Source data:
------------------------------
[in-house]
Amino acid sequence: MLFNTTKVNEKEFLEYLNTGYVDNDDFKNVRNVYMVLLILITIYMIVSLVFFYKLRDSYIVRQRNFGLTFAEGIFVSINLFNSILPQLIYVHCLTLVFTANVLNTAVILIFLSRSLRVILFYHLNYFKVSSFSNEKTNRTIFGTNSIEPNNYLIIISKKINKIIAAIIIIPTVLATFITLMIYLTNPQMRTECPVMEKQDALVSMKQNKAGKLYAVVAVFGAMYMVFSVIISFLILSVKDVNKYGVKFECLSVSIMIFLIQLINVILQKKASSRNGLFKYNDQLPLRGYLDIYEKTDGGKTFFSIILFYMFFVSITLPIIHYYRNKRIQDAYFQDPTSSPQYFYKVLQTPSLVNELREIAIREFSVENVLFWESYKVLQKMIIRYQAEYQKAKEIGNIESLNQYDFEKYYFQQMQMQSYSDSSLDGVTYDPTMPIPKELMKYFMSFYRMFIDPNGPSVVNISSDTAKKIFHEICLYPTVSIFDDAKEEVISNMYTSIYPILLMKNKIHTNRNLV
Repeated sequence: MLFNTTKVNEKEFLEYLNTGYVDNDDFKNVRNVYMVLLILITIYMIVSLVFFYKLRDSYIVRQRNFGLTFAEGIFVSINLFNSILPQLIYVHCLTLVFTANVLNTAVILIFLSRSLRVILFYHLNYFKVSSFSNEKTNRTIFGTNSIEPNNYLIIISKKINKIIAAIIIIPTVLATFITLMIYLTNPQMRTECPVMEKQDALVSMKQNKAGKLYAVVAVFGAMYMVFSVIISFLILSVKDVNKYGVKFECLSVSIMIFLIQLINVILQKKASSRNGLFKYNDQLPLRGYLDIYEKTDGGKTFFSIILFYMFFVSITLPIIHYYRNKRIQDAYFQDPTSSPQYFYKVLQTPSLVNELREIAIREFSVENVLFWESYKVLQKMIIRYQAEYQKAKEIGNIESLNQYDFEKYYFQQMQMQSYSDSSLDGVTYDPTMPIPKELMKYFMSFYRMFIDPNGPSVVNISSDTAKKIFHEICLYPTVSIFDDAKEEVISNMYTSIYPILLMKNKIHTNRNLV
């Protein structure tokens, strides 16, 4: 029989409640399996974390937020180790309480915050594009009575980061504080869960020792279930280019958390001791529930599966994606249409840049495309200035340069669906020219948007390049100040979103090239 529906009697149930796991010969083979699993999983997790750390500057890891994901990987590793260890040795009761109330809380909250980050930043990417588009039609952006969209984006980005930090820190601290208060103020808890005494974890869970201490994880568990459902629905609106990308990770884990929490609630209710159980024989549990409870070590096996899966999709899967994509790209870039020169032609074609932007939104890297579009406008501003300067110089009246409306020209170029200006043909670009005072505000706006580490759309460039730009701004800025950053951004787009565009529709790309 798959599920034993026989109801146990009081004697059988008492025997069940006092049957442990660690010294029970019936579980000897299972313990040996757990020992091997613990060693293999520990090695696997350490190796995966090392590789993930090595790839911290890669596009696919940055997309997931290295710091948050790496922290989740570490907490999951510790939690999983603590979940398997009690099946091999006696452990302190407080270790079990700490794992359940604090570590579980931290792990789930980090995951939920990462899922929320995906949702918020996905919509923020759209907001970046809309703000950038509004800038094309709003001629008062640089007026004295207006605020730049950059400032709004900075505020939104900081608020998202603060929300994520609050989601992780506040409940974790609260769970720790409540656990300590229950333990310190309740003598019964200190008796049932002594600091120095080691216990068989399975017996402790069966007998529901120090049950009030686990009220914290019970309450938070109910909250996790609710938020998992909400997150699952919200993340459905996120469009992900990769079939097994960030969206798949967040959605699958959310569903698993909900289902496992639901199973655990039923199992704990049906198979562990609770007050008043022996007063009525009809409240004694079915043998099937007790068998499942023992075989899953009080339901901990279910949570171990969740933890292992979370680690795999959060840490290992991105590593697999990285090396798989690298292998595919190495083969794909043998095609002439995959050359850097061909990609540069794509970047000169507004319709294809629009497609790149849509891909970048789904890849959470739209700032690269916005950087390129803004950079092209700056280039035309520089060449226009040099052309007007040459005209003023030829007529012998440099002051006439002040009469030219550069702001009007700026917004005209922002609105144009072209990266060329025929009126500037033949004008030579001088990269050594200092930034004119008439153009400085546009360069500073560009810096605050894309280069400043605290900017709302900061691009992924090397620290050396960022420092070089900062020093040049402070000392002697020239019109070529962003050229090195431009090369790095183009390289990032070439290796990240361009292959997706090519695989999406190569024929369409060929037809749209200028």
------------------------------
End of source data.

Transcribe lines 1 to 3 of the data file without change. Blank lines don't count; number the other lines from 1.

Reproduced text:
[in-house]
Amino acid sequence: MLFNTTKVNEKEFLEYLNTGYVDNDDFKNVRNVYMVLLILITIYMIVSLVFFYKLRDSYIVRQRNFGLTFAEGIFVSINLFNSILPQLIYVHCLTLVFTANVLNTAVILIFLSRSLRVILFYHLNYFKVSSFSNEKTNRTIFGTNSIEPNNYLIIISKKINKIIAAIIIIPTVLATFITLMIYLTNPQMRTECPVMEKQDALVSMKQNKAGKLYAVVAVFGAMYMVFSVIISFLILSVKDVNKYGVKFECLSVSIMIFLIQLINVILQKKASSRNGLFKYNDQLPLRGYLDIYEKTDGGKTFFSIILFYMFFVSITLPIIHYYRNKRIQDAYFQDPTSSPQYFYKVLQTPSLVNELREIAIREFSVENVLFWESYKVLQKMIIRYQAEYQKAKEIGNIESLNQYDFEKYYFQQMQMQSYSDSSLDGVTYDPTMPIPKELMKYFMSFYRMFIDPNGPSVVNISSDTAKKIFHEICLYPTVSIFDDAKEEVISNMYTSIYPILLMKNKIHTNRNLV
Repeated sequence: MLFNTTKVNEKEFLEYLNTGYVDNDDFKNVRNVYMVLLILITIYMIVSLVFFYKLRDSYIVRQRNFGLTFAEGIFVSINLFNSILPQLIYVHCLTLVFTANVLNTAVILIFLSRSLRVILFYHLNYFKVSSFSNEKTNRTIFGTNSIEPNNYLIIISKKINKIIAAIIIIPTVLATFITLMIYLTNPQMRTECPVMEKQDALVSMKQNKAGKLYAVVAVFGAMYMVFSVIISFLILSVKDVNKYGVKFECLSVSIMIFLIQLINVILQKKASSRNGLFKYNDQLPLRGYLDIYEKTDGGKTFFSIILFYMFFVSITLPIIHYYRNKRIQDAYFQDPTSSPQYFYKVLQTPSLVNELREIAIREFSVENVLFWESYKVLQKMIIRYQAEYQKAKEIGNIESLNQYDFEKYYFQQMQMQSYSDSSLDGVTYDPTMPIPKELMKYFMSFYRMFIDPNGPSVVNISSDTAKKIFHEICLYPTVSIFDDAKEEVISNMYTSIYPILLMKNKIHTNRNLV